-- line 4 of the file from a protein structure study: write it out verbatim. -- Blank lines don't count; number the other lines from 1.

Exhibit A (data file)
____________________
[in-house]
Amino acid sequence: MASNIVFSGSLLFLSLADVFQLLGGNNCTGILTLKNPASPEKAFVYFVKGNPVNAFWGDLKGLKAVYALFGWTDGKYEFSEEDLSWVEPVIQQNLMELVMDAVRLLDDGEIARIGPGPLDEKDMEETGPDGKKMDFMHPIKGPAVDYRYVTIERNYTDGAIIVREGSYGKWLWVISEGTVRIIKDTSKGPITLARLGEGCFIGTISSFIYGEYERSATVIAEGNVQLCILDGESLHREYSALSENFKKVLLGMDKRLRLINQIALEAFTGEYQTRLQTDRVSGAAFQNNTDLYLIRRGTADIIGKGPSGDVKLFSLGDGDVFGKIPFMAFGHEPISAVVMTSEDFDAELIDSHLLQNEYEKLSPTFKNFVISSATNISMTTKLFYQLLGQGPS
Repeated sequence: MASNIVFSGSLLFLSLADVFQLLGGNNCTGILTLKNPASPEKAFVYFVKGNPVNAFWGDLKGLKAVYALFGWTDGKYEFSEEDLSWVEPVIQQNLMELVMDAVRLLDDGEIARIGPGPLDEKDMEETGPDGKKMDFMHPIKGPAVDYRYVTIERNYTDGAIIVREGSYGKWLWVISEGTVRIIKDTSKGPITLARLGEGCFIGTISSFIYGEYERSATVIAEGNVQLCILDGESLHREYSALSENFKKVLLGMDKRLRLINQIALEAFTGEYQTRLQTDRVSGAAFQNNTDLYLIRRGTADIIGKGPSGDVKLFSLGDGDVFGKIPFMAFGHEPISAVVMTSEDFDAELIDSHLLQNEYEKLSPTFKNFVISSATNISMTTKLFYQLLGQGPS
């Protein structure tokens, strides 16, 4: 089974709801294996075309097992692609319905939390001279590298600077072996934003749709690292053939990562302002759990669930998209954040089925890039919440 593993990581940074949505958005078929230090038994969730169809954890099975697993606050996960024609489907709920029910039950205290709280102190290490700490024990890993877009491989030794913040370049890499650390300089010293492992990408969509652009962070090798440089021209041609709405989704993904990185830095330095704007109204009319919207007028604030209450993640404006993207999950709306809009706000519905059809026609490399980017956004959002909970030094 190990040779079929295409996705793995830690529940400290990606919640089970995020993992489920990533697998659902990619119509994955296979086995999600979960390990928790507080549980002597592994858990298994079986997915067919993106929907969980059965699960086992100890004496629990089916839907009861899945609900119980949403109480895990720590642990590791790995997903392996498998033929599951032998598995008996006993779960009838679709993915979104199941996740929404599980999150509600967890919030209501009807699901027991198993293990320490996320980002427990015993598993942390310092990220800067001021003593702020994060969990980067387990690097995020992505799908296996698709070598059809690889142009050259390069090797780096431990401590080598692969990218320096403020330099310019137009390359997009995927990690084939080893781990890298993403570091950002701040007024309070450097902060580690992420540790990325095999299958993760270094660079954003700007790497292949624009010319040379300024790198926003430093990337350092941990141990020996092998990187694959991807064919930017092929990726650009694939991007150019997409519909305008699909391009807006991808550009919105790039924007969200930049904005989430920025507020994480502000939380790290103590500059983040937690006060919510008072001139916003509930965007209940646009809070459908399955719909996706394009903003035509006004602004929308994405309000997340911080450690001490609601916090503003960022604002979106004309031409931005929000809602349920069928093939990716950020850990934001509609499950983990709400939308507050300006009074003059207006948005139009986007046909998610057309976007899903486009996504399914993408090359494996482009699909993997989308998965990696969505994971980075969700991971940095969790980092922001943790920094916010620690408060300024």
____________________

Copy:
């Protein structure tokens, strides 16, 4: 089974709801294996075309097992692609319905939390001279590298600077072996934003749709690292053939990562302002759990669930998209954040089925890039919440 593993990581940074949505958005078929230090038994969730169809954890099975697993606050996960024609489907709920029910039950205290709280102190290490700490024990890993877009491989030794913040370049890499650390300089010293492992990408969509652009962070090798440089021209041609709405989704993904990185830095330095704007109204009319919207007028604030209450993640404006993207999950709306809009706000519905059809026609490399980017956004959002909970030094 190990040779079929295409996705793995830690529940400290990606919640089970995020993992489920990533697998659902990619119509994955296979086995999600979960390990928790507080549980002597592994858990298994079986997915067919993106929907969980059965699960086992100890004496629990089916839907009861899945609900119980949403109480895990720590642990590791790995997903392996498998033929599951032998598995008996006993779960009838679709993915979104199941996740929404599980999150509600967890919030209501009807699901027991198993293990320490996320980002427990015993598993942390310092990220800067001021003593702020994060969990980067387990690097995020992505799908296996698709070598059809690889142009050259390069090797780096431990401590080598692969990218320096403020330099310019137009390359997009995927990690084939080893781990890298993403570091950002701040007024309070450097902060580690992420540790990325095999299958993760270094660079954003700007790497292949624009010319040379300024790198926003430093990337350092941990141990020996092998990187694959991807064919930017092929990726650009694939991007150019997409519909305008699909391009807006991808550009919105790039924007969200930049904005989430920025507020994480502000939380790290103590500059983040937690006060919510008072001139916003509930965007209940646009809070459908399955719909996706394009903003035509006004602004929308994405309000997340911080450690001490609601916090503003960022604002979106004309031409931005929000809602349920069928093939990716950020850990934001509609499950983990709400939308507050300006009074003059207006948005139009986007046909998610057309976007899903486009996504399914993408090359494996482009699909993997989308998965990696969505994971980075969700991971940095969790980092922001943790920094916010620690408060300024």